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The Indonesian Market

Introduction

Facing a massive increase in energy demand as well as challenges with both energy security and increasing the electrification rate, Indonesia’s energy sector is facing big developments. As of today Indonesia is heavily dependent on fossil fuels despite the existence of an abundance of renewable energy resources, especially bioenergy. Bioenergy – understood in a broad sense as energy stored in biomass, regardless the type of feedstock and fuel produced – will in all probability play an essential role in the breakthrough of renewable energy in Indonesia that is inevitably going to happen. In order to gain access to the nascent, but potentially large, Indonesian bioenergy market, the Danish Bioenergy Alliance will exploit benefits of both B2B and G2G collaboration.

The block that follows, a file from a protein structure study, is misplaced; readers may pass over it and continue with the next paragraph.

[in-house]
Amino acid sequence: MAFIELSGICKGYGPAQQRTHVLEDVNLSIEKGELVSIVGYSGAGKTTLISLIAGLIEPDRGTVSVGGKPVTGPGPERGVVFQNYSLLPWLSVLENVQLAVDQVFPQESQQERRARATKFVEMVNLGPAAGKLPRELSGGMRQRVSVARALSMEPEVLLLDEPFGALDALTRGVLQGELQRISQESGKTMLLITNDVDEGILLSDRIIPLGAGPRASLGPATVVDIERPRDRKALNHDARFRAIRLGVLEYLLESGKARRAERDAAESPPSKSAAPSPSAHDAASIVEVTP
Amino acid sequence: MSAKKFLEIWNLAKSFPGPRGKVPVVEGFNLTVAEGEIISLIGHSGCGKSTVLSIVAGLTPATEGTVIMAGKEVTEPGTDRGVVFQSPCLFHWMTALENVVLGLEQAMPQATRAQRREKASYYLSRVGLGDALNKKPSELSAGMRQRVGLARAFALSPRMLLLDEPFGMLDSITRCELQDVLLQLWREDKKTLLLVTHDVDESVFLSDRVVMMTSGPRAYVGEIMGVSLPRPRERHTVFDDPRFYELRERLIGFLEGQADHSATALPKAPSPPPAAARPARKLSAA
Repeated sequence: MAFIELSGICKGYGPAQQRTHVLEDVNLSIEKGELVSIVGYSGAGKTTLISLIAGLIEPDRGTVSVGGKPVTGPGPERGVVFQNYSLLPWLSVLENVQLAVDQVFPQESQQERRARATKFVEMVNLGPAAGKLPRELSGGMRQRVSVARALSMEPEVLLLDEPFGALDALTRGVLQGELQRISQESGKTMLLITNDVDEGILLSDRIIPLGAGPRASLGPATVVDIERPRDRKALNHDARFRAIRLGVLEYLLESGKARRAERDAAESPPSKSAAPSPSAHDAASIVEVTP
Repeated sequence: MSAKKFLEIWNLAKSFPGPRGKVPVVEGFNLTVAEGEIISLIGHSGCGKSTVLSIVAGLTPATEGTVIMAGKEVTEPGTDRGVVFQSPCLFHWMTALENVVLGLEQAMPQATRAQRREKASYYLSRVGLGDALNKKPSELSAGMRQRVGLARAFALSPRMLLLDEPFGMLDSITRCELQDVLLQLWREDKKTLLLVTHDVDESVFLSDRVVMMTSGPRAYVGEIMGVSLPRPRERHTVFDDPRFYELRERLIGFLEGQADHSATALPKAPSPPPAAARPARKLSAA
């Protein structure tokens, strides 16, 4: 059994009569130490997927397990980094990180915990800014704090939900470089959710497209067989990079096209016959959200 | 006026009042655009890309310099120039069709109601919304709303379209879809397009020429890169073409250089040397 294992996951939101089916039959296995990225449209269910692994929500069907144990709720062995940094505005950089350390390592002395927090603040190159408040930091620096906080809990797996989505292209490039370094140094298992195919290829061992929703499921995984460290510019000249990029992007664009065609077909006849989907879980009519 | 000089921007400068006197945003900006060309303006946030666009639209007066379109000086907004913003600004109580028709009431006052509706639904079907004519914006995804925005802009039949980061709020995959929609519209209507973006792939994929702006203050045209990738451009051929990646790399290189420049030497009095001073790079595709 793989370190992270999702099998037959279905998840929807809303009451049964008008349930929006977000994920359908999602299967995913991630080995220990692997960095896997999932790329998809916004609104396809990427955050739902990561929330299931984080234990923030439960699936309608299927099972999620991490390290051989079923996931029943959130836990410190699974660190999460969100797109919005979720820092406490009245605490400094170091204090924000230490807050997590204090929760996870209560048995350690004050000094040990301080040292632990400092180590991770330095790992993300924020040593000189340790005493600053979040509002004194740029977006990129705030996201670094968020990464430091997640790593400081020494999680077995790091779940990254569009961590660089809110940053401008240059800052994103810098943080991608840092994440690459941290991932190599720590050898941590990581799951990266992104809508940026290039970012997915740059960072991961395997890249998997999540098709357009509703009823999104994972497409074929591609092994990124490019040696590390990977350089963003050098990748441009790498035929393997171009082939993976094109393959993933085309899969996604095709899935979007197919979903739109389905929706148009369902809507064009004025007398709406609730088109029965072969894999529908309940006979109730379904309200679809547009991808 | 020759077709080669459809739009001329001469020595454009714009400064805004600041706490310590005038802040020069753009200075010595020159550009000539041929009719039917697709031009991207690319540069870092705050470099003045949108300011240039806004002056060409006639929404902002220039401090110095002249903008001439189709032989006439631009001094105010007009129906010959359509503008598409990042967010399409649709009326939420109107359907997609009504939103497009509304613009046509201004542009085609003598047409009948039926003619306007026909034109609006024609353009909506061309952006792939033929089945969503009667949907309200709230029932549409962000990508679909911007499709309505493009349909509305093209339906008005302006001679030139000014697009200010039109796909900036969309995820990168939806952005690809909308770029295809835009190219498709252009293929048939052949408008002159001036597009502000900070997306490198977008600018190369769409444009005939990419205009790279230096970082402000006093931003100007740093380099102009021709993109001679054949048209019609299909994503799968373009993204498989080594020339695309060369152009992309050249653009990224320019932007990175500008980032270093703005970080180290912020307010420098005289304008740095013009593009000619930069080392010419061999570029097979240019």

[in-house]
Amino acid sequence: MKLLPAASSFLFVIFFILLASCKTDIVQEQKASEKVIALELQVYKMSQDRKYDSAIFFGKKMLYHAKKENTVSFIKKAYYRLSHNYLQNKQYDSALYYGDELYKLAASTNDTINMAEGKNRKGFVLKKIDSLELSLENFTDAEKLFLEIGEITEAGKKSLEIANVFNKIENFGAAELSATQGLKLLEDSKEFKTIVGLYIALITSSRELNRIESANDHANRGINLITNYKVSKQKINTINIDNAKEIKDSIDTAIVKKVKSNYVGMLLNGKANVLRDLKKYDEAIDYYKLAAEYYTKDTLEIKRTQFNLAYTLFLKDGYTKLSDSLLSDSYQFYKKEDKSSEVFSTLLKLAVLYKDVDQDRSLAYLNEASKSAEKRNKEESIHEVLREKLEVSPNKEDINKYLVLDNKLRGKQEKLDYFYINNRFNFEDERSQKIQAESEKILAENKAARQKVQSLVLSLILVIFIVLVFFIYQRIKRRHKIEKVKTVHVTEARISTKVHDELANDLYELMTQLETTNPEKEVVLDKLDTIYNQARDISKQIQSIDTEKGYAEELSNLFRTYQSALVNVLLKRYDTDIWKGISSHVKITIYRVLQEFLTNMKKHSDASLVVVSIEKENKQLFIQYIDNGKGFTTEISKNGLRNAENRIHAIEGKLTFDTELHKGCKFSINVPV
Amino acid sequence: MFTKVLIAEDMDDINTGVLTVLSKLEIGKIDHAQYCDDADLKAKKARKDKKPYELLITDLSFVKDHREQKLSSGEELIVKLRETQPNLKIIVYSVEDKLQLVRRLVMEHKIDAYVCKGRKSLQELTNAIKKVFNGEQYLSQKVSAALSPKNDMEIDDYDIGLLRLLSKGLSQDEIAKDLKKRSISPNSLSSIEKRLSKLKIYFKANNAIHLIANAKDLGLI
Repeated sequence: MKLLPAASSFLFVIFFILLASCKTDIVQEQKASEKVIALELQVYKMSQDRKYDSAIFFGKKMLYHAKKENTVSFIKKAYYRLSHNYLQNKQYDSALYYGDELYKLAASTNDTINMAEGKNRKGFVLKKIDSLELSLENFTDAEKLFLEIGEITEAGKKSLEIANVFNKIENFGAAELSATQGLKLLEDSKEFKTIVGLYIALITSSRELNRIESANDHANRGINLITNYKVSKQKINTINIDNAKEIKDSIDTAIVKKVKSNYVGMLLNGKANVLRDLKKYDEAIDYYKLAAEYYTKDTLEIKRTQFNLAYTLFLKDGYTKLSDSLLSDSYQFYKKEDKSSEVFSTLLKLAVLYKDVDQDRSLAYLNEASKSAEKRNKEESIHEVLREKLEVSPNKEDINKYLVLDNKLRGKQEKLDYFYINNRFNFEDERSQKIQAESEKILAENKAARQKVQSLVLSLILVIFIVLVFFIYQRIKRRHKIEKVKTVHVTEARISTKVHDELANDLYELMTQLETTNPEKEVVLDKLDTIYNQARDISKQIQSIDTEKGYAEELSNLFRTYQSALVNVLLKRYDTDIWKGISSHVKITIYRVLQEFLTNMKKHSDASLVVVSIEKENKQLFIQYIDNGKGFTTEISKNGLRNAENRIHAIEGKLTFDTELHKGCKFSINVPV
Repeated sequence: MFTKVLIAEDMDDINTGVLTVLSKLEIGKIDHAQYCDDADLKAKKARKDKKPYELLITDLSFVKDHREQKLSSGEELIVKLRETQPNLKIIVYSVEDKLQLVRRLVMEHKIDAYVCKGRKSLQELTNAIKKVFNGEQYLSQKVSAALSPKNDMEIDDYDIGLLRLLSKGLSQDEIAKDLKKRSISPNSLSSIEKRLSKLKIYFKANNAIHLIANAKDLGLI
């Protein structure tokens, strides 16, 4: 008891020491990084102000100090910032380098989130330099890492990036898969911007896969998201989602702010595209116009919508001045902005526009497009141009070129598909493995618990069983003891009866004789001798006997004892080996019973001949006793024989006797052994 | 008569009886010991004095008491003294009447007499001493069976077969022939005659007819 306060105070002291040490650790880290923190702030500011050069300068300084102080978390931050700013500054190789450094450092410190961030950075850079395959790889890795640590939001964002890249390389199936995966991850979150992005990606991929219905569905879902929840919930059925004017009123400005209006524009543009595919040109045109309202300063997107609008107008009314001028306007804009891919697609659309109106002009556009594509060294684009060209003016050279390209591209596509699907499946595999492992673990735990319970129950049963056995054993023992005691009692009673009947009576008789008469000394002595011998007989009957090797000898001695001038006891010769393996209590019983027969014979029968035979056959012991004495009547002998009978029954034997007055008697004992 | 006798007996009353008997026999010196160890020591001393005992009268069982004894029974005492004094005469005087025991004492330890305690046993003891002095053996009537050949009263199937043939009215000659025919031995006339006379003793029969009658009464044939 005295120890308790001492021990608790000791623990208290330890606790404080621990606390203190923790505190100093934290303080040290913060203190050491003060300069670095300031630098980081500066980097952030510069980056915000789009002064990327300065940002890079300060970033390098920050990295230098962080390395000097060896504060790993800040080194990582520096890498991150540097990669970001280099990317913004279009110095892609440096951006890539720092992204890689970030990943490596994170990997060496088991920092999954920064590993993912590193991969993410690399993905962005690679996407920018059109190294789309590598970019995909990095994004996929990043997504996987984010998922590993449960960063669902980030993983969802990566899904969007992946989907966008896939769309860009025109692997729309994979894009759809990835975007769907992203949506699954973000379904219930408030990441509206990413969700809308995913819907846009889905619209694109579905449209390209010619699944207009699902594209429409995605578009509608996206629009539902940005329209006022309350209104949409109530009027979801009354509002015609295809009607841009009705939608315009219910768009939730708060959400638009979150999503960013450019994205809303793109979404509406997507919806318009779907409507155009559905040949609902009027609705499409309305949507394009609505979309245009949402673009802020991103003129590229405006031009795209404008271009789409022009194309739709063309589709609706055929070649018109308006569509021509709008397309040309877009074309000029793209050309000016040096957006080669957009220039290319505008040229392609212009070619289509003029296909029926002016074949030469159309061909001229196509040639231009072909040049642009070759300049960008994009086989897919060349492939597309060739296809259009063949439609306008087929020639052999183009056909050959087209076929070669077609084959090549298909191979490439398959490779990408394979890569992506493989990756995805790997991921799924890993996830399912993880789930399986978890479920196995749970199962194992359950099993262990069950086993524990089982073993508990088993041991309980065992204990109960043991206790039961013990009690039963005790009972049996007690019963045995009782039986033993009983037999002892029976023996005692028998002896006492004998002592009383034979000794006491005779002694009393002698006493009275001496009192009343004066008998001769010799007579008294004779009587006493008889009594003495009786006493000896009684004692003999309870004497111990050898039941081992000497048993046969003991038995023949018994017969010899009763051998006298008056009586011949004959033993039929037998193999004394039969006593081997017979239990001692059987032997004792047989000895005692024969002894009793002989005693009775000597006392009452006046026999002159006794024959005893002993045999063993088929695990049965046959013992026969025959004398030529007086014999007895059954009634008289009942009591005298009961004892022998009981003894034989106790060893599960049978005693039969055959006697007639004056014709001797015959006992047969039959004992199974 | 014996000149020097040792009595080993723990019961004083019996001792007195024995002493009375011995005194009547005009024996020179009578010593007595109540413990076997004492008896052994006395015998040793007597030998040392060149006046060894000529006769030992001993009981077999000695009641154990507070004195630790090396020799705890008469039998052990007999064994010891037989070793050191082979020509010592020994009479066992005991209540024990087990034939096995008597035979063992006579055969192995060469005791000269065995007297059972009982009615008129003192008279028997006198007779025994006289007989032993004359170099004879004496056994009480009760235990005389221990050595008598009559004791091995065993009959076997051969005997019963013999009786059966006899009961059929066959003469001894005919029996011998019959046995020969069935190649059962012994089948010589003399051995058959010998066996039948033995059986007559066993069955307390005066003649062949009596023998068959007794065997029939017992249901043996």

Relevant Indonesian Policies & Commitments
Commitment to cut GHG emissions 29% by 2030 compared to business as usual as part of the Paris Agreement.

Minimum target of 23 % new and renewable energy in the energy mix by 2025 (National Energy Policy / KEN).

Target to utilize minimum 5.5 GW of the bioenergy potential for power production by 2025 – and 26 GW of bioenergy by 2050 (National Energy General Plan / RUEN).

Over the next few years, PLN is projected to develop 794 MW of biomass plants and 2,415,000 KL of biofuel plants (RUPTL).

Target for the transportation sector to utilize a minimum of 11 million KL (9.6 MTOE) biofuel – understood as liquidised fuel derived from biomass – by 2025 and 36.6 million KL (31.2 MTOE) by 2050 (RUEN).

Target of a 30% utilization of biofuel by 2025 in all sectors, including transport, industry and power plants (RUPTL).

Proper treatment and energy recovery from organic waste will contribute to Indonesia’s target to properly treat 70% of all household waste before 2025.